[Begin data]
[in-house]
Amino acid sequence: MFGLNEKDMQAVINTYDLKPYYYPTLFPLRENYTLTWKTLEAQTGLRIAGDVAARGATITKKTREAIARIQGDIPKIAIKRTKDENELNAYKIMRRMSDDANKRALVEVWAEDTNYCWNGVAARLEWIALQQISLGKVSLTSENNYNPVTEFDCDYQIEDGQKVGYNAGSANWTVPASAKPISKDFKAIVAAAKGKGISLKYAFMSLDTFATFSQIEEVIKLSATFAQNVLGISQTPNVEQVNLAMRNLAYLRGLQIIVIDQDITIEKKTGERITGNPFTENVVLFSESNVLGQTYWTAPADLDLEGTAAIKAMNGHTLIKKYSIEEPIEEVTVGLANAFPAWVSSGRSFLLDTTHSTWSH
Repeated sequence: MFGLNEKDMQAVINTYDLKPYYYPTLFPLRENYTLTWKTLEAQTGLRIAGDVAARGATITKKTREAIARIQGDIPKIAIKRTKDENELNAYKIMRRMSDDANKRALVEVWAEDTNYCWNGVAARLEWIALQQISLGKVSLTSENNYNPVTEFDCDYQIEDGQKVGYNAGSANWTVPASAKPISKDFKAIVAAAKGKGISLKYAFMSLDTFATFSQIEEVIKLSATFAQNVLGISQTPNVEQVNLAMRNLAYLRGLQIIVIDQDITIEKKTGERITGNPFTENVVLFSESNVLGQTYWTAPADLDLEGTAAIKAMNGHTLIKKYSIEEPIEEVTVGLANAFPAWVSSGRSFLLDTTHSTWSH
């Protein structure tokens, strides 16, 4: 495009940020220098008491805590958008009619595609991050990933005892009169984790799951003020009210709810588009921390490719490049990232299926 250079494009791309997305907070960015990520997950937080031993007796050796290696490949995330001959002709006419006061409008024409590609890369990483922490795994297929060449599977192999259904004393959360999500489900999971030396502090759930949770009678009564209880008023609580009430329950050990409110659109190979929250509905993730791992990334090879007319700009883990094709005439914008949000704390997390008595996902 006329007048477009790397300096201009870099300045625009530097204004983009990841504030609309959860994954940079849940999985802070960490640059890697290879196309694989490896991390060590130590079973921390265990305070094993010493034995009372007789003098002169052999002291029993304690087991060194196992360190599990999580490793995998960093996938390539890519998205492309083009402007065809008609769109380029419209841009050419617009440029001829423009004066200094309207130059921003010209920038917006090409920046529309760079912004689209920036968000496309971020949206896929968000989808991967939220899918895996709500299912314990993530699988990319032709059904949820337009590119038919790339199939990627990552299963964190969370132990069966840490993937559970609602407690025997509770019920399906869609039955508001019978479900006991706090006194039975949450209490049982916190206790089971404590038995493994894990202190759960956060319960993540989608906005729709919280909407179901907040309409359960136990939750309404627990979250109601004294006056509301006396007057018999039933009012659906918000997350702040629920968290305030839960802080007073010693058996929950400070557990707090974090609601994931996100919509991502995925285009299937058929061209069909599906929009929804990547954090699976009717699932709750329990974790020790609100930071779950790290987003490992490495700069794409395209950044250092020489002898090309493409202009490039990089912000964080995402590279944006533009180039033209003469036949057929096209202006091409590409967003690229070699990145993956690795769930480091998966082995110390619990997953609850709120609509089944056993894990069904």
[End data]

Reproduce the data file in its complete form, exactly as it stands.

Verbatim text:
[in-house]
Amino acid sequence: MFGLNEKDMQAVINTYDLKPYYYPTLFPLRENYTLTWKTLEAQTGLRIAGDVAARGATITKKTREAIARIQGDIPKIAIKRTKDENELNAYKIMRRMSDDANKRALVEVWAEDTNYCWNGVAARLEWIALQQISLGKVSLTSENNYNPVTEFDCDYQIEDGQKVGYNAGSANWTVPASAKPISKDFKAIVAAAKGKGISLKYAFMSLDTFATFSQIEEVIKLSATFAQNVLGISQTPNVEQVNLAMRNLAYLRGLQIIVIDQDITIEKKTGERITGNPFTENVVLFSESNVLGQTYWTAPADLDLEGTAAIKAMNGHTLIKKYSIEEPIEEVTVGLANAFPAWVSSGRSFLLDTTHSTWSH
Repeated sequence: MFGLNEKDMQAVINTYDLKPYYYPTLFPLRENYTLTWKTLEAQTGLRIAGDVAARGATITKKTREAIARIQGDIPKIAIKRTKDENELNAYKIMRRMSDDANKRALVEVWAEDTNYCWNGVAARLEWIALQQISLGKVSLTSENNYNPVTEFDCDYQIEDGQKVGYNAGSANWTVPASAKPISKDFKAIVAAAKGKGISLKYAFMSLDTFATFSQIEEVIKLSATFAQNVLGISQTPNVEQVNLAMRNLAYLRGLQIIVIDQDITIEKKTGERITGNPFTENVVLFSESNVLGQTYWTAPADLDLEGTAAIKAMNGHTLIKKYSIEEPIEEVTVGLANAFPAWVSSGRSFLLDTTHSTWSH
């Protein structure tokens, strides 16, 4: 495009940020220098008491805590958008009619595609991050990933005892009169984790799951003020009210709810588009921390490719490049990232299926 250079494009791309997305907070960015990520997950937080031993007796050796290696490949995330001959002709006419006061409008024409590609890369990483922490795994297929060449599977192999259904004393959360999500489900999971030396502090759930949770009678009564209880008023609580009430329950050990409110659109190979929250509905993730791992990334090879007319700009883990094709005439914008949000704390997390008595996902 006329007048477009790397300096201009870099300045625009530097204004983009990841504030609309959860994954940079849940999985802070960490640059890697290879196309694989490896991390060590130590079973921390265990305070094993010493034995009372007789003098002169052999002291029993304690087991060194196992360190599990999580490793995998960093996938390539890519998205492309083009402007065809008609769109380029419209841009050419617009440029001829423009004066200094309207130059921003010209920038917006090409920046529309760079912004689209920036968000496309971020949206896929968000989808991967939220899918895996709500299912314990993530699988990319032709059904949820337009590119038919790339199939990627990552299963964190969370132990069966840490993937559970609602407690025997509770019920399906869609039955508001019978479900006991706090006194039975949450209490049982916190206790089971404590038995493994894990202190759960956060319960993540989608906005729709919280909407179901907040309409359960136990939750309404627990979250109601004294006056509301006396007057018999039933009012659906918000997350702040629920968290305030839960802080007073010693058996929950400070557990707090974090609601994931996100919509991502995925285009299937058929061209069909599906929009929804990547954090699976009717699932709750329990974790020790609100930071779950790290987003490992490495700069794409395209950044250092020489002898090309493409202009490039990089912000964080995402590279944006533009180039033209003469036949057929096209202006091409590409967003690229070699990145993956690795769930480091998966082995110390619990997953609850709120609509089944056993894990069904």